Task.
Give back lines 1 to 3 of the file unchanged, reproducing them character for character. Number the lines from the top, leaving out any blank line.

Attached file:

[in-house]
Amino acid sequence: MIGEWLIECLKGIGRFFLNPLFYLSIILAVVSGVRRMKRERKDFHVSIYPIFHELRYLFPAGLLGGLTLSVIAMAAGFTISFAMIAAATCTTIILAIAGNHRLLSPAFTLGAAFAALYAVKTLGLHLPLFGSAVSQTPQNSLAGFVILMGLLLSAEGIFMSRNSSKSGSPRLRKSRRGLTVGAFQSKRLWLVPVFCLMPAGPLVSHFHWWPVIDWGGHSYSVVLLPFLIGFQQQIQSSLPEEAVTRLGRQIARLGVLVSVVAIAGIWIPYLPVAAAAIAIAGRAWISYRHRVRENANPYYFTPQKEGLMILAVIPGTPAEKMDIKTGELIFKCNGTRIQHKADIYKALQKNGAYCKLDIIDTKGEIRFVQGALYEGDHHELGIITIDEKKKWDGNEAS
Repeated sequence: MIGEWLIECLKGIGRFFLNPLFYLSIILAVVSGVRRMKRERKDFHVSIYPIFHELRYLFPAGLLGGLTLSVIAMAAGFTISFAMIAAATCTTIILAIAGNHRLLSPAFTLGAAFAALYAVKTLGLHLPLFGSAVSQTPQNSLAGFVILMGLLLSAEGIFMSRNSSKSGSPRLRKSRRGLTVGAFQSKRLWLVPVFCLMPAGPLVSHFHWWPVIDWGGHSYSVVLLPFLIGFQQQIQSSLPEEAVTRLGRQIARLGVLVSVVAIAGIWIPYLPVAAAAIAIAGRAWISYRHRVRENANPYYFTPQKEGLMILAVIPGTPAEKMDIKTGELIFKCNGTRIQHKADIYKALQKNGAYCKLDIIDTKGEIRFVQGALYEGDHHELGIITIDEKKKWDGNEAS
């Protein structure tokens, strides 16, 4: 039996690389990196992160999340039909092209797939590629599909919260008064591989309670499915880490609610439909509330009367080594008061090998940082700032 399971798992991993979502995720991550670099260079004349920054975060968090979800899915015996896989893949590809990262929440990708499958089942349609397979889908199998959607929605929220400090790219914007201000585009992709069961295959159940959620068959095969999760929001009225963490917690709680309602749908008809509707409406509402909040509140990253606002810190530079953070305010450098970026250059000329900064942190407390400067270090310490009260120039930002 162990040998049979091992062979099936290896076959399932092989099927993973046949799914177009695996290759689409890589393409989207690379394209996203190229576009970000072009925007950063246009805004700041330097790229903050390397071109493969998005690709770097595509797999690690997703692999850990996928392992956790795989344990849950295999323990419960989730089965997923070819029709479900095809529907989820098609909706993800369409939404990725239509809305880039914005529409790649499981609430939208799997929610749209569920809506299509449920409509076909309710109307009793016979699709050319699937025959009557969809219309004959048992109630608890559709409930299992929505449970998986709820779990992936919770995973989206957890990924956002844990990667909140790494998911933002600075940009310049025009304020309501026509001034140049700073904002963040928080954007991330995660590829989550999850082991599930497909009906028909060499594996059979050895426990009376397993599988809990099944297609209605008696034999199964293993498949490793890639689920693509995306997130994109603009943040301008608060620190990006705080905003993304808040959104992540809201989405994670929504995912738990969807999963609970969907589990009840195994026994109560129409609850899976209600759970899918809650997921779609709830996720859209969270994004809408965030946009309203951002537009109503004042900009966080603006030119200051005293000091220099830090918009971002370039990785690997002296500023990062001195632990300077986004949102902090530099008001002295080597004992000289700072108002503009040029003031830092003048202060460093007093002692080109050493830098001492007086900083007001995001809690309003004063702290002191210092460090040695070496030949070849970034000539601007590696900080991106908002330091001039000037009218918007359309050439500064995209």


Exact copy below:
[in-house]
Amino acid sequence: MIGEWLIECLKGIGRFFLNPLFYLSIILAVVSGVRRMKRERKDFHVSIYPIFHELRYLFPAGLLGGLTLSVIAMAAGFTISFAMIAAATCTTIILAIAGNHRLLSPAFTLGAAFAALYAVKTLGLHLPLFGSAVSQTPQNSLAGFVILMGLLLSAEGIFMSRNSSKSGSPRLRKSRRGLTVGAFQSKRLWLVPVFCLMPAGPLVSHFHWWPVIDWGGHSYSVVLLPFLIGFQQQIQSSLPEEAVTRLGRQIARLGVLVSVVAIAGIWIPYLPVAAAAIAIAGRAWISYRHRVRENANPYYFTPQKEGLMILAVIPGTPAEKMDIKTGELIFKCNGTRIQHKADIYKALQKNGAYCKLDIIDTKGEIRFVQGALYEGDHHELGIITIDEKKKWDGNEAS
Repeated sequence: MIGEWLIECLKGIGRFFLNPLFYLSIILAVVSGVRRMKRERKDFHVSIYPIFHELRYLFPAGLLGGLTLSVIAMAAGFTISFAMIAAATCTTIILAIAGNHRLLSPAFTLGAAFAALYAVKTLGLHLPLFGSAVSQTPQNSLAGFVILMGLLLSAEGIFMSRNSSKSGSPRLRKSRRGLTVGAFQSKRLWLVPVFCLMPAGPLVSHFHWWPVIDWGGHSYSVVLLPFLIGFQQQIQSSLPEEAVTRLGRQIARLGVLVSVVAIAGIWIPYLPVAAAAIAIAGRAWISYRHRVRENANPYYFTPQKEGLMILAVIPGTPAEKMDIKTGELIFKCNGTRIQHKADIYKALQKNGAYCKLDIIDTKGEIRFVQGALYEGDHHELGIITIDEKKKWDGNEAS